Abra Miller carries a secret and a responsibility she never expected. Before the Tree of Life, everything in Abra Miller’s life had been predictable. Safe. Normal. But after the Tree, everything has felt fragile . . . like holding a soap bubble in the palm of her hand. After years of fruitless searching for the next Tree, she begins to wonder if it was nothing more than a vivid dream.
Now sixteen, Abra finds a clue to the whereabouts of the next Tree of Life when an ominous woman—who looks exactly like a ghost from her past—compels her to travel to New Orleans where she’ll find one of seven gateways between this world and Over There. But she’s not the only one interested in finding the gateway. There’s also a young man searching for his father and sister, who escaped through it years before. As Abra enters the Edge of Over There and begins her pursuit of the Tree once more, she doesn’t know whom to fear or whom to trust.
She’s also starting to think that some doorways should never be opened.
FROM THE PROLOGUE
By Shawn Smucker
(used by permission)
ABRA COULD ALMOST FEEL THE RAIN, even though it was only a dream. She was surrounded by leaves and branches. The drops clattered down through them, all around her. That’s when she realized she was up in a tree, up in its highest branches, and immediately she was afraid. She clung to the branch she was on, a branch much too thin to hold her. It broke, and she fell. She grabbed for anything she could hold on to, finding another thin branch. She dangled there, looking down between her feet at the ground far below.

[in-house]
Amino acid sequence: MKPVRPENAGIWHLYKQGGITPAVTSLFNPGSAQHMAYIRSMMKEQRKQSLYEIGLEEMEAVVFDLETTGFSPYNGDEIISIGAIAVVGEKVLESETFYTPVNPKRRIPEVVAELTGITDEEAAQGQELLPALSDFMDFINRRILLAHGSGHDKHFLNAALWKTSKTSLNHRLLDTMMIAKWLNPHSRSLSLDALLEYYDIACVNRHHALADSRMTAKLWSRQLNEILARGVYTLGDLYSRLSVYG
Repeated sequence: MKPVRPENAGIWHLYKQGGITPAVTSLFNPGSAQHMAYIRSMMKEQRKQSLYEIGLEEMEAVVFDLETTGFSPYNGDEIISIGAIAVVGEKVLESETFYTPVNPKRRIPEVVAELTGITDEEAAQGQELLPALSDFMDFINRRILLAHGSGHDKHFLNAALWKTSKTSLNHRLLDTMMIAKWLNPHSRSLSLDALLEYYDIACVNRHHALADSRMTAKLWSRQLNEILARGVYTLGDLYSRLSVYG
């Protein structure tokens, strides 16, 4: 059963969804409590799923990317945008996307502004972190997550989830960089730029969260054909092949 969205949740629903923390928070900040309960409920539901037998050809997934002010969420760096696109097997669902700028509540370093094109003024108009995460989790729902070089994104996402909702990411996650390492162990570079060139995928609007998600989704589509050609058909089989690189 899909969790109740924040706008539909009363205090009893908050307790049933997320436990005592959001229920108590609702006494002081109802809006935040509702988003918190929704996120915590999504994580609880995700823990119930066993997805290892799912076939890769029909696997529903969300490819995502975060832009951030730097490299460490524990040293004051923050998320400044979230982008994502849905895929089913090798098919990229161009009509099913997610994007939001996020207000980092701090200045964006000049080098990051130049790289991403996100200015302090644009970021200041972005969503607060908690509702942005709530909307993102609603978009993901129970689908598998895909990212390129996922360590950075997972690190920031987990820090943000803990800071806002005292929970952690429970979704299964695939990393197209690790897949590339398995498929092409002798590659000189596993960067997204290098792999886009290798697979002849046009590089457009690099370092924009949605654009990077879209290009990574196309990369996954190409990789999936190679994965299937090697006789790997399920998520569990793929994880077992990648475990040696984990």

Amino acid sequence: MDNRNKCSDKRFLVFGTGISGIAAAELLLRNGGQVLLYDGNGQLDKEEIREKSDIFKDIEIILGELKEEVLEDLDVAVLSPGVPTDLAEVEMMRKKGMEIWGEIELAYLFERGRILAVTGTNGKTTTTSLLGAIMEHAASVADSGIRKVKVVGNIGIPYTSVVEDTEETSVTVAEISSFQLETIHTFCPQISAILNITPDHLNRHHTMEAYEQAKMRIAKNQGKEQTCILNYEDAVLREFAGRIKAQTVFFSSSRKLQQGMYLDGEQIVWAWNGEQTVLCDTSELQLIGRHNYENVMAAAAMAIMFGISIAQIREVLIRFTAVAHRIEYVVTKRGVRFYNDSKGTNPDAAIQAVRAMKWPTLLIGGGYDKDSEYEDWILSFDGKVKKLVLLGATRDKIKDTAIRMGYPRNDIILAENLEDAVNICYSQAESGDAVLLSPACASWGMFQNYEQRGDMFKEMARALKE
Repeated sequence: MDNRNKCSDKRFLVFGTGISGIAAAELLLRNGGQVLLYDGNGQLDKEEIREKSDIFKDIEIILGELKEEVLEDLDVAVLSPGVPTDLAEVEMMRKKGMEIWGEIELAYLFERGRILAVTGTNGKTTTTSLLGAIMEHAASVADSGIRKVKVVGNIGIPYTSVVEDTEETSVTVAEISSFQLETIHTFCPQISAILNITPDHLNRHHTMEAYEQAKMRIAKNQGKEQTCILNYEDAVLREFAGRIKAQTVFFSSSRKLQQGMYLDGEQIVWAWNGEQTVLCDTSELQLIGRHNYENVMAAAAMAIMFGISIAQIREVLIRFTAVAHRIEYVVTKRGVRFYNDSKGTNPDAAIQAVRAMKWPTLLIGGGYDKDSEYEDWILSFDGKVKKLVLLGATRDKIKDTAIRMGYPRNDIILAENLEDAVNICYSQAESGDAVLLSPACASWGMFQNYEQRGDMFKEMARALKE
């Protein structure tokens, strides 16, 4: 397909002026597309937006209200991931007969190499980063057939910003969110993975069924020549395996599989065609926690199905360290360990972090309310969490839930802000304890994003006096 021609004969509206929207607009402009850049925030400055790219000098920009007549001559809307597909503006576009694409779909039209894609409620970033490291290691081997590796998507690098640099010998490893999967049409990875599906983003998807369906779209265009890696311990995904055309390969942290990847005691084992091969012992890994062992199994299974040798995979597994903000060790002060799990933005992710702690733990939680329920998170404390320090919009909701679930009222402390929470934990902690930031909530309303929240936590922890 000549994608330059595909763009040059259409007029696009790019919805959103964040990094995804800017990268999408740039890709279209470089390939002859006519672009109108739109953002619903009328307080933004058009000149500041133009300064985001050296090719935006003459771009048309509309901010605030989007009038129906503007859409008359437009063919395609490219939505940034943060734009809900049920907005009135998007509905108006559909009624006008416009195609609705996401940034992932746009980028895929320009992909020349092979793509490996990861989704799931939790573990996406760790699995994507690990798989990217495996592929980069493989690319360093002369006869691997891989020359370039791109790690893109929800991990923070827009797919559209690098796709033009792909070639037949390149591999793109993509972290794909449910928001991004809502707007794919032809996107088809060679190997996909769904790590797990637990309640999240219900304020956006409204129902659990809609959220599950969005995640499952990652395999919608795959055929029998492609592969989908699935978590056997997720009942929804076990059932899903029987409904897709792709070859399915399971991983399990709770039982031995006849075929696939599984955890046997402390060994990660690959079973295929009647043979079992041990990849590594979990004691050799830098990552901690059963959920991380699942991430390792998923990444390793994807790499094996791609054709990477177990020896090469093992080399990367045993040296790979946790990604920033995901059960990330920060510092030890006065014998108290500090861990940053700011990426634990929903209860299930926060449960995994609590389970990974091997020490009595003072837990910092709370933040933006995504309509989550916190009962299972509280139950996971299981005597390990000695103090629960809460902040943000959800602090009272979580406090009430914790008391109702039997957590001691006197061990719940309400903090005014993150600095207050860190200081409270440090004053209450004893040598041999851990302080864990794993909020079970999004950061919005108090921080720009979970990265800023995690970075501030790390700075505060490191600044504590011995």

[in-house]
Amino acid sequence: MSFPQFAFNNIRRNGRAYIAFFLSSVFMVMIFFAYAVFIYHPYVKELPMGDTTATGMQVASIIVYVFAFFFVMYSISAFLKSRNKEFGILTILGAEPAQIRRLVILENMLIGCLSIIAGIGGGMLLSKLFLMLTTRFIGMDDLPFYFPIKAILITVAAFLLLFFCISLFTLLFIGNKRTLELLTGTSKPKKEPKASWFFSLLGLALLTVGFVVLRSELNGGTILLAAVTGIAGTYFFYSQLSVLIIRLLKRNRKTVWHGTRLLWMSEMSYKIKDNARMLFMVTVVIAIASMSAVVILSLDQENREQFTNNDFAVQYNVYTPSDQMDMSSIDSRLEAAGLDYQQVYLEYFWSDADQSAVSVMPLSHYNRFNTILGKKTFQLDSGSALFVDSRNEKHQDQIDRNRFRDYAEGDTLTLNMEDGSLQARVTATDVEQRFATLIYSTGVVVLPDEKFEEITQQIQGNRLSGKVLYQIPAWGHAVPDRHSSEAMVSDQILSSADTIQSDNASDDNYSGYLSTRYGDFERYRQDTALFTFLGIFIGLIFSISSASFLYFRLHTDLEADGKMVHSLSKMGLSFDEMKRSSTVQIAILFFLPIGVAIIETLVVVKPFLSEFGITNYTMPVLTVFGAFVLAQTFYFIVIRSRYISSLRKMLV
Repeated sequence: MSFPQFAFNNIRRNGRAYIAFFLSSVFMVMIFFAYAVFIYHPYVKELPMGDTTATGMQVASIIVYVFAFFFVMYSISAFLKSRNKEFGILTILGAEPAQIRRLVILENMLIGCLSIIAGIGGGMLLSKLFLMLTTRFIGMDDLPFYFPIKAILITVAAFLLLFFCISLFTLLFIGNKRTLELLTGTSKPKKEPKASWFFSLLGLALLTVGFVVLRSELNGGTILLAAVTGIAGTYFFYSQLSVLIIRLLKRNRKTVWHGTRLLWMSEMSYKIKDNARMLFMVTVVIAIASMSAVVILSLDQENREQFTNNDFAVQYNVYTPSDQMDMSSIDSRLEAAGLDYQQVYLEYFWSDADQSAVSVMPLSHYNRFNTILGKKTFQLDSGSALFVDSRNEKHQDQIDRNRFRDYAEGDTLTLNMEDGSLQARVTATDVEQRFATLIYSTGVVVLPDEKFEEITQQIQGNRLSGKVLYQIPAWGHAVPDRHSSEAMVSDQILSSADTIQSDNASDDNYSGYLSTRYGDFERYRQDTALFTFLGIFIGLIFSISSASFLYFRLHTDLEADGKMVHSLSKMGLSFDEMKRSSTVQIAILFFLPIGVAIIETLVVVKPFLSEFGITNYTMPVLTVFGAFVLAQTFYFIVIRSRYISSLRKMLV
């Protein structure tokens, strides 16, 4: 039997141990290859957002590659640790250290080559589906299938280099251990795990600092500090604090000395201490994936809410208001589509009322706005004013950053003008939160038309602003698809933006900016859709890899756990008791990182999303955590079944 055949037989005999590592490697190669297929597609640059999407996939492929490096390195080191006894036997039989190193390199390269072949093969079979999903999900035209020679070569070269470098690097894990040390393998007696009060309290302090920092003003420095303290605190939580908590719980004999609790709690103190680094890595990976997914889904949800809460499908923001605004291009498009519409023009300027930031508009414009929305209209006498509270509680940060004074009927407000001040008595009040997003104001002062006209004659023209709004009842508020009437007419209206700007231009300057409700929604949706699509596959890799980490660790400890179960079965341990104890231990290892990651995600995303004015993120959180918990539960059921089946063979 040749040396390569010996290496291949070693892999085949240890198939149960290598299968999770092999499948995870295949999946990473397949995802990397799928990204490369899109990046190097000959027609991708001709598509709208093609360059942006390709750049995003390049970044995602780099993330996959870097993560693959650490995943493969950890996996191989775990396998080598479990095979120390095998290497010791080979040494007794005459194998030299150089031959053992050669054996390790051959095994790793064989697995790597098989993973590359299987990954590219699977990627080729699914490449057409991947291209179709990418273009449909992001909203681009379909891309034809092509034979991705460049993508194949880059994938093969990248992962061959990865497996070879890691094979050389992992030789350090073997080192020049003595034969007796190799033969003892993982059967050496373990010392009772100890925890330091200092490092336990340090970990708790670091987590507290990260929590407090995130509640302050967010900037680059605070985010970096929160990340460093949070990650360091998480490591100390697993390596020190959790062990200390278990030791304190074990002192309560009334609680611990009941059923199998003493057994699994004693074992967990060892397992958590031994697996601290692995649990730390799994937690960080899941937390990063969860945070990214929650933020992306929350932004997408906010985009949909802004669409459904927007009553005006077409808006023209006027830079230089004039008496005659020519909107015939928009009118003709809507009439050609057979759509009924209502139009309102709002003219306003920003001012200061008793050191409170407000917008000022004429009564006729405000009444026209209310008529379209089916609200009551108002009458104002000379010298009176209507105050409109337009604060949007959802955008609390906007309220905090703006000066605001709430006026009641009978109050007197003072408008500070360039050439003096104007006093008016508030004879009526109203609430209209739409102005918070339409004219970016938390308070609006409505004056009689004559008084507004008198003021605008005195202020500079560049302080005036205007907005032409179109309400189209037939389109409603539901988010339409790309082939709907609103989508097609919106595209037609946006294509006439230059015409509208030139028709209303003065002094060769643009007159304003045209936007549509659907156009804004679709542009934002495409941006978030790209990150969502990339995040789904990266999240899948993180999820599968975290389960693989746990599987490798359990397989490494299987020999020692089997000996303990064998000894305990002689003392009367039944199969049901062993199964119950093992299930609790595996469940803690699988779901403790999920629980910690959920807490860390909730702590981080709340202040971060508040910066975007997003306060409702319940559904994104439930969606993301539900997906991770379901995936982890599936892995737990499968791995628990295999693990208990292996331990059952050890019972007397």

She watched a huge wolf-like creature pick up a small girl in its jaws and toss her aside. She watched as a boy grabbed on to a small sword, cried out in pain before swinging it again and again. She watched as the sword found its mark and the huge animal listed to the side like a boat preparing to sink. When the creature fell, the boy collapsed.
She twisted and turned where she hung from the branch, wondering if the girl was okay. Wondering where she was. That’s when she saw a streak of light, and a man, or something in shape of a man, knelt beside the girl. He put his hands on her head and closed his eyes, and Abra knew, in the way that you can know something in a dream, that the man was bringing the girl back to life. Or calling her back from wherever it was her soul was heading.
Suddenly she could hear through the girl’s ears. She was still dangling there in the air; she was still feeling the soft patter of rain on her head and bare arms, the drops tickling her face; she could still feel the thin branch slipping ever so slowly from her grasp. But for some reason her hearing was now the girl’s hearing, and she heard the man whisper.
“Abra, this is very important. I have a few things I need to tell you . . .”
But as the Abra hanging from the tree realized the girl on the ground was her, and as she thought she was going to hear something very important, her fingers slipped from the branch.
I should have hit the ground by now, she thought. She looked down. The ground was rushing at her, and she caught her breath.
Praise for The Edge of Over There:
“Blending Biblical elements and urban myths, Smucker creates an enthralling story of supernatural battles between the forces of good and evil.” — Publishers Weekly
“The Edge of Over There is a mesmerizing, menacing fantasy. Shawn Smucker fuses New Orleans lore, Christian themes, and dystopian landscapes in a thorough exploration of love and its unintended results.” — Foreword Reviews (Starred Review)